First it was the band’s name that was discomforting to say out loud and take seriously. Then there was the album art featuring giant cockroaches, appropriately titled Infest, that got attention. But once one looks past the silly names and creepy crawlers, Papa Roach’s music is contagiously energetic. Papa Roach headlines its current tour, visiting Jannus Landing in St. Petersburg on Saturday.
The California-based band emerged into mainstream in 2000 and rode the wave of nÃ¼-metal right into a No. 1 spot on Total Request Live countdown with their rage-filled suicide single “Last Resort.” Coby Dick, now known as Jacoby Shaddix, exposed his upsetting childhood in “Broken Home,” voiced his opinions of materialism in “Between Angels and Insects” and roared about vengeance in “Snakes.” Papa Roach surfaced with its strong underground following, which apparently appreciated Shaddix’s mixture of hardcore rock and abrupt Fred Durst-like vocals.
In their 2002 release, Lovehatetragedy, Shaddix opted to sing the lyrics rather than rap them. The band upgraded musically in the studio by working with Pro-Tools — a digital audio sound recording system that is considered top-of-the line by most professionals.
Lovehatetragedy is slightly more positive than Infest, with lyrics one would not expect from the cynical Shaddix. The same band that once said “It’s our nature to kill each other. It’s in our nature to kill, kill, kill,” now alludes to Sept. 11, on the title track and exclaims “It’s sad it took war just to bring us together. I believe in love, I believe in forever.”
Though Shaddix reveals a benevolent side, the band’s live performance should not weaken. Lovehatetragedy also contains post-punk inspired tracks, including “M-80,” and has just as much angst as their debut album. His reputation holds true, from frequent stage-diving to slamming microphones against his forehead. Shaddix, diagnosed with attention-deficit disorder, has even gone to the lengths of duct-taping his shoes to his feet in order to keep them on during his close encounters with the crowd.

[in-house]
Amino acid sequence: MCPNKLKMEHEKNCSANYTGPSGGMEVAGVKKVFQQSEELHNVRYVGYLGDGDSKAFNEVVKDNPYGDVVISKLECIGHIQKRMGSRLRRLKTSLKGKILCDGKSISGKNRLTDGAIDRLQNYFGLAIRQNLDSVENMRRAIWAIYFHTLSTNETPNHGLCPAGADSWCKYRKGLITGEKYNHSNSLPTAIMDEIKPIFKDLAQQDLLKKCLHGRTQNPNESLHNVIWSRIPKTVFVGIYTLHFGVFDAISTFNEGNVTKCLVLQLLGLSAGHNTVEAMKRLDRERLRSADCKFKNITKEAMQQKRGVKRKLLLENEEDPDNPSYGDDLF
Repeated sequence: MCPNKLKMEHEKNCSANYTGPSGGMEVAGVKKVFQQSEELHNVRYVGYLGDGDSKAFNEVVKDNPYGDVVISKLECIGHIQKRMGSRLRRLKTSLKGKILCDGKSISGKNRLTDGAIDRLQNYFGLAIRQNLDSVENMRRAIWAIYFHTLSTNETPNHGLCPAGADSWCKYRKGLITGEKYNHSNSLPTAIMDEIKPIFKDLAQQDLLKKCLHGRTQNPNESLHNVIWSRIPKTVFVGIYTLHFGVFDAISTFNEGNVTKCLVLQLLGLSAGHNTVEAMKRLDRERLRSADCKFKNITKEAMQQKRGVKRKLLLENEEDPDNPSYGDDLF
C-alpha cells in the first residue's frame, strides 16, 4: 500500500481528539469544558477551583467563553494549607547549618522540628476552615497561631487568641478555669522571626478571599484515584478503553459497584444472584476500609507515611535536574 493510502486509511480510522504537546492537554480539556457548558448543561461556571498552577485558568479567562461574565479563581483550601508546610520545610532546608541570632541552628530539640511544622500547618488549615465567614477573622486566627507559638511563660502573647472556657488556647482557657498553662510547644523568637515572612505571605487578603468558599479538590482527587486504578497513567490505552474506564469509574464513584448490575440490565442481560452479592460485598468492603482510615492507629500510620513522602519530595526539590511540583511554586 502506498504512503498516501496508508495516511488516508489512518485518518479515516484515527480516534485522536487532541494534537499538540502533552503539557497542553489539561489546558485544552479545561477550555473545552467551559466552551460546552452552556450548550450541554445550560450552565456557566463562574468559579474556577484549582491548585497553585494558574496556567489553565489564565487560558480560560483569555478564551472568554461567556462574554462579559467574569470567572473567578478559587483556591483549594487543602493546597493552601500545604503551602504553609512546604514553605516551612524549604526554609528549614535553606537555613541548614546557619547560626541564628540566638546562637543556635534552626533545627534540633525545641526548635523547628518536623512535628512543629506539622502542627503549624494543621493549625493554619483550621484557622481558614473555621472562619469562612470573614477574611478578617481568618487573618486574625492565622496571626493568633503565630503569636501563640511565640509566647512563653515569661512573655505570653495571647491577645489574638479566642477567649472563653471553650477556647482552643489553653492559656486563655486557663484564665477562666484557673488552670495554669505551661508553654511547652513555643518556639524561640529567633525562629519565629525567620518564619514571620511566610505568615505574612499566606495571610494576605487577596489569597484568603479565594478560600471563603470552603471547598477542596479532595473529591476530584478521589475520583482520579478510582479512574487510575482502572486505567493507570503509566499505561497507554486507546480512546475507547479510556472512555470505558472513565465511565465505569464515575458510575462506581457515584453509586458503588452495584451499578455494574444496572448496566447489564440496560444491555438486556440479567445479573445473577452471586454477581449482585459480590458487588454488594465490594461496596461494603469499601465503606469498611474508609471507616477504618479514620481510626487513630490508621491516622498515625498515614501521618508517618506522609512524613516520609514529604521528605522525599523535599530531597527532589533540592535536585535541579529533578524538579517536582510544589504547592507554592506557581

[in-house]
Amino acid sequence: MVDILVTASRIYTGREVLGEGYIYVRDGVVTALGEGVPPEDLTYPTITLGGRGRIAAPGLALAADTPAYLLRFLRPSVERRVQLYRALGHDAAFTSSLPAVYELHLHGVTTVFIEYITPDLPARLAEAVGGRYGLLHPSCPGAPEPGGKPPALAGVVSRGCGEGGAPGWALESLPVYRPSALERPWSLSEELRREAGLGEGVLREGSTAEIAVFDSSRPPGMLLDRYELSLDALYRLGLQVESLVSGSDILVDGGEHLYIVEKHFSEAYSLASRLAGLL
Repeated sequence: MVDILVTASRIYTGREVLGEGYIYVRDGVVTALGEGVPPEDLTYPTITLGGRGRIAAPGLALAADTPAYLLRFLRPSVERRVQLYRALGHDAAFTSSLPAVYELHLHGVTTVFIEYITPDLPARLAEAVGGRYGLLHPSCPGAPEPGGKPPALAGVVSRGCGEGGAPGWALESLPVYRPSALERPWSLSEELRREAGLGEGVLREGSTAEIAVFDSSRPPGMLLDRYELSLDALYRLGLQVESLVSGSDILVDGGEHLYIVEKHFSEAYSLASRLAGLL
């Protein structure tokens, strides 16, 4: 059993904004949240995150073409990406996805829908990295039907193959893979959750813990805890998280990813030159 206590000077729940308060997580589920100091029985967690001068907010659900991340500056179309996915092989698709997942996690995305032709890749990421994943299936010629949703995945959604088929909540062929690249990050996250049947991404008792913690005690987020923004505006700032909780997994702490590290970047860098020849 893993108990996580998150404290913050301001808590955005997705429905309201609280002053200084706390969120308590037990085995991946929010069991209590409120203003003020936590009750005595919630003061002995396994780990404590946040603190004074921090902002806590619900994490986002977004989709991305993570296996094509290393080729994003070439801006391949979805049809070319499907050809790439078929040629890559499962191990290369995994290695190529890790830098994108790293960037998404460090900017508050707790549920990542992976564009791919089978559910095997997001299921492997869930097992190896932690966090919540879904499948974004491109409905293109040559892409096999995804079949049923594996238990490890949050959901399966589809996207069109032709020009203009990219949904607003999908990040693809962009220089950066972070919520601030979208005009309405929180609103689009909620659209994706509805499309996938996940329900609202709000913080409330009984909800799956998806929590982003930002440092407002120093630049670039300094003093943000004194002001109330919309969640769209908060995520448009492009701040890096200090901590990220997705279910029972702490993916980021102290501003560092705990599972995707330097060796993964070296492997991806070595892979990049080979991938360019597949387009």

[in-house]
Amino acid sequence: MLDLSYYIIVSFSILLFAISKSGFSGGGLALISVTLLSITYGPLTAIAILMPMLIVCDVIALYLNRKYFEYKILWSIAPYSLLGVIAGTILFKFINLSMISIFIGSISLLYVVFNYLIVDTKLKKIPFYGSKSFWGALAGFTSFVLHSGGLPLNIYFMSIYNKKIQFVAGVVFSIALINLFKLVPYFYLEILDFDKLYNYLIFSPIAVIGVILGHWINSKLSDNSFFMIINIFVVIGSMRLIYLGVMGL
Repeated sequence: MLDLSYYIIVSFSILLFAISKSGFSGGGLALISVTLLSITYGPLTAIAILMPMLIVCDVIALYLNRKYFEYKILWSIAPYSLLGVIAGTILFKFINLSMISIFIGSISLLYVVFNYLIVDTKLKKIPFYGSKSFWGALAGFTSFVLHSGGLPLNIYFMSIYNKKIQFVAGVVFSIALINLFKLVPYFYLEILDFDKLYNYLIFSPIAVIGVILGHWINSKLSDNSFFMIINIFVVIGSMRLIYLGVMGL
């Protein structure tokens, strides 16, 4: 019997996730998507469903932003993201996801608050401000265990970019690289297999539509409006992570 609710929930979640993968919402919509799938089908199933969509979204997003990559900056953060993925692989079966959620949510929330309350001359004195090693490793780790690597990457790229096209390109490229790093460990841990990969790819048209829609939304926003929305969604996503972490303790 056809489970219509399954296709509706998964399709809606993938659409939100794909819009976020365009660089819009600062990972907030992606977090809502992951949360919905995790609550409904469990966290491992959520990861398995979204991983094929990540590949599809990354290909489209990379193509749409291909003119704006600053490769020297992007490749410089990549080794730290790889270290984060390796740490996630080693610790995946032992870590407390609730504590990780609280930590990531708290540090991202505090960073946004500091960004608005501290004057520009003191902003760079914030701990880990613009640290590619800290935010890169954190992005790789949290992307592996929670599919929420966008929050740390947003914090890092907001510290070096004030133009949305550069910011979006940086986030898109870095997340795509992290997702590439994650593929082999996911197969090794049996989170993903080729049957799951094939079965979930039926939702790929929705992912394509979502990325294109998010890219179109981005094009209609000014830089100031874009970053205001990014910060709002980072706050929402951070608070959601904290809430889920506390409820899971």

Blindside, the opening act on the tour, brings the same flavor to the Papa Roach tour. Imported from Sweden, Blindside released its American debut, Silence, in 2002, a more modern rock album under Elektra compared to its previous hardcore releases under Solid State Records. Blindside was pushed in the limelight by the recommendation of Sonny of P.O.D. and Howard Benton, P.O.D.’s producer.
These Scandinavians (who only go by first names) bring intense energy to the stage with a commanding presence, not to mention the one-handed, synchronized cartwheels Tomas (bass) and Simon (guitar) have pulled off in the past.
The lyrics of silence suggest deeper meanings that surpass stories of lustful relationships and being mad at Daddy. The album may sound dark and depressing, but all of the songs show the light at the end of a tunnel. Christian, Blindside’s lead singer, belts out each tune intensely, combining hardcore screaming with fierce vocals. In concert, with the combination of Blindside’s powerful songs and the band’s live performance, the songs off Silence can only be enhanced.
In addition to Blindside, Unloco will also be opening for Papa Roach. Saturday’s show starts at 7 p.m., and tickets cost $15.
Contact AndreaPapadopoulos at firstname.lastname@example.org